County administration sidelined
Phares moved to his current position from a post as superintendent of Randolph County, home of the smallest public school in West Virginia, Pickens School, which has a K-12 enrollment of 37.
He says a small community school model can and has been successful in some places.
“You have to do some things differently, but the model can work,” he says.
Randolph County, the largest county in the state by area, ran 19 schools under his tenure. An excess levy helped support that many facilities in a depopulating county.
Last November, citizens were called to vote on a bond that would keep all those schools open, contingent on a match from the SBA.
The bond failed, and Phares says he believes some of the county’s schools will close as a result.
Phares says he first met Arritt last December, before he became state superintendent, at a meeting in Hamlin where she made a presentation. He subsequently met her at two board meetings. She, McClung and a teacher asked for a meeting at the state board office, which they had Feb. 11.
“We talked and I asked if they had approached local folks about their plan for a grassroots movement,” says Phares.
“Plans were set forward at that meeting for us to move forward with a grassroots effort involving the entirety of Fayette County,” says McClung.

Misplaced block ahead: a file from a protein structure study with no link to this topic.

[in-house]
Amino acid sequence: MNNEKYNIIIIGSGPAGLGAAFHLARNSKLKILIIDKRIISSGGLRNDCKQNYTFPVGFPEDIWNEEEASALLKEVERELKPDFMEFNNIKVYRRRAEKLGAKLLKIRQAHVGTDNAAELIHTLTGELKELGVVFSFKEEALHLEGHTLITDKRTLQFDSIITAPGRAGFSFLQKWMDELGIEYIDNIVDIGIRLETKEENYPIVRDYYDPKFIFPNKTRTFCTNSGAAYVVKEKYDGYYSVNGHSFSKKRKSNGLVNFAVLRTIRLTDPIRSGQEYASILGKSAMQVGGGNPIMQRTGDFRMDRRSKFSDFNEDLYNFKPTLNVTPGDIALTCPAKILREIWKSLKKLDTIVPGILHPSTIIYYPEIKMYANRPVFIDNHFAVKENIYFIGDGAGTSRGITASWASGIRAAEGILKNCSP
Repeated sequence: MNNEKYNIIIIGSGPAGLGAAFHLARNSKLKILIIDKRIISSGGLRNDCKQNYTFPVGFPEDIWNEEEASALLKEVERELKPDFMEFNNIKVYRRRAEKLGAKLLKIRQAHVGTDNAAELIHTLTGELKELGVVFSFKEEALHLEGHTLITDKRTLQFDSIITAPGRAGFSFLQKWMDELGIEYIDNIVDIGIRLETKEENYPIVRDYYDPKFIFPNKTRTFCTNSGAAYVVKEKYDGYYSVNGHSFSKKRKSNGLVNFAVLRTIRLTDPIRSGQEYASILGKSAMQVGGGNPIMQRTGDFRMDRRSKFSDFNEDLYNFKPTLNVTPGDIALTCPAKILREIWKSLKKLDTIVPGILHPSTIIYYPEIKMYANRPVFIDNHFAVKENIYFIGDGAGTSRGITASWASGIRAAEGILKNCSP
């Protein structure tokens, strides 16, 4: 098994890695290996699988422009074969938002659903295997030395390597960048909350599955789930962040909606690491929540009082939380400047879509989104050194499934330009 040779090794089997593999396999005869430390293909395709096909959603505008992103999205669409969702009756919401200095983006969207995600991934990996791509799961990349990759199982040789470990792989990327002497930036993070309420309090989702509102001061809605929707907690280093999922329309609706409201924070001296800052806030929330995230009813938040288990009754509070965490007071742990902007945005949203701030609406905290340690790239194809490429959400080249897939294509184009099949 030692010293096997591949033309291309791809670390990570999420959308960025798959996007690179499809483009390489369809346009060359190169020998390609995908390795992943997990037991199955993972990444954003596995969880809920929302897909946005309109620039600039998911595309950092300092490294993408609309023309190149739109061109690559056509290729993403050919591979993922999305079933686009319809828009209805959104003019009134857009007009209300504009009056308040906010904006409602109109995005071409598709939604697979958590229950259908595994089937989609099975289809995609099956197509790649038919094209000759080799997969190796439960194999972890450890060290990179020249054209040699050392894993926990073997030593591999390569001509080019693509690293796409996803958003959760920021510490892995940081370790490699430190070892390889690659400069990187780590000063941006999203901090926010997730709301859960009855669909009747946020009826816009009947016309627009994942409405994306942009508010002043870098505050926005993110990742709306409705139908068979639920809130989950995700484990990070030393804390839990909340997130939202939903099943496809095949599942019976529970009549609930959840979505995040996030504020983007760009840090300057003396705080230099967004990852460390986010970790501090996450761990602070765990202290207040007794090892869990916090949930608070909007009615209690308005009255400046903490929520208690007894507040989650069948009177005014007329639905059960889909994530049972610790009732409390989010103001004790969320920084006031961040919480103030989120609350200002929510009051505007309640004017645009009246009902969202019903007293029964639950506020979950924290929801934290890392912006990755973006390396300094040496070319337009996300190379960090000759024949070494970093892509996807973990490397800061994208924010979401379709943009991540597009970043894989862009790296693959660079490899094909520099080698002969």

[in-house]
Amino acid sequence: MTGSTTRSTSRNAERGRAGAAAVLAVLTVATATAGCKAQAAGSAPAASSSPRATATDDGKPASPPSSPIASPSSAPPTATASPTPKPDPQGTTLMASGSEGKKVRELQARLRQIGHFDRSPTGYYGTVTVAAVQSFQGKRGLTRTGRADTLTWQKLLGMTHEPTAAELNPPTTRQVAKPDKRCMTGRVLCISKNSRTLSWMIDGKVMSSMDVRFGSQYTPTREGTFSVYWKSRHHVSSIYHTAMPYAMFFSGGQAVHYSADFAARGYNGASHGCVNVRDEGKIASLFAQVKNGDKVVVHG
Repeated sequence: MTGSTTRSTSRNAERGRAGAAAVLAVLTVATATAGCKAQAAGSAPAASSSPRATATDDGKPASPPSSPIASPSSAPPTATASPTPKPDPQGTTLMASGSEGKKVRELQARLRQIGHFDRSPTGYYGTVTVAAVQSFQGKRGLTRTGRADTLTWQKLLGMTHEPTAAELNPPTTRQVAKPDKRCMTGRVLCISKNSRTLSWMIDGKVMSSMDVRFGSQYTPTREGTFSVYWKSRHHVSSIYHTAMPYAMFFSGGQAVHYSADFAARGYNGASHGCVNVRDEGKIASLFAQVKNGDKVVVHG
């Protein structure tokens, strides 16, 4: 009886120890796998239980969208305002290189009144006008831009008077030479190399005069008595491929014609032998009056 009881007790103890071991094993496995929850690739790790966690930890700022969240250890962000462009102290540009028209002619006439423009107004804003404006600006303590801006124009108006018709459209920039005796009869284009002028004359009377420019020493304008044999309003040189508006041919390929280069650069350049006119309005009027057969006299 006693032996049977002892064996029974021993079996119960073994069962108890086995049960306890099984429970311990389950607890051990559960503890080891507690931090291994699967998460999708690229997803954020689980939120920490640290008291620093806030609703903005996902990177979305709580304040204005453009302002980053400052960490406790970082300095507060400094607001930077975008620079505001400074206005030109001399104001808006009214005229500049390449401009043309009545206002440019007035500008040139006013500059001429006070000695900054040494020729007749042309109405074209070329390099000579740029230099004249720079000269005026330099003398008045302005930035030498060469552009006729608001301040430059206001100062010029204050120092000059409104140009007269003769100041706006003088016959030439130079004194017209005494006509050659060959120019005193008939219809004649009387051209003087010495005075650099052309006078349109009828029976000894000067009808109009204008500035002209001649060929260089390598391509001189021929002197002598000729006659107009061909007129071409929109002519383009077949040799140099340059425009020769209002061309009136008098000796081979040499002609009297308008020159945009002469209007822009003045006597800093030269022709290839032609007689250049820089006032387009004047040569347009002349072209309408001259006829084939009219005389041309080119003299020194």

Arritt spoke about the plan at the podium of last week’s county board of education meeting.
But confusingly, Associate Superintendent Serena Starcher followed that with a presentation of the current CEFP, calling for consolidation.
The contradiction in messaging underscores the extent to which the state and private citizens were working separately from the central office administration.
Butcher had planned to have a series of community meetings throughout the county in April to discuss facilities, but those are now postponed.
“It began to look like that was going to falter at a local level,” says McClung, so Tuesday’s meeting among all parties was arranged.
The previous week, Butcher and staff members requested a meeting with Phares to discuss the new direction that Arritt presented, the CEFP, and school closures.
“I said, ‘You’ve got a committee out there that’s forming that wants to look at that.’ I said, ‘Would you be willing to meet with them?’ and they said yes,” says Phares.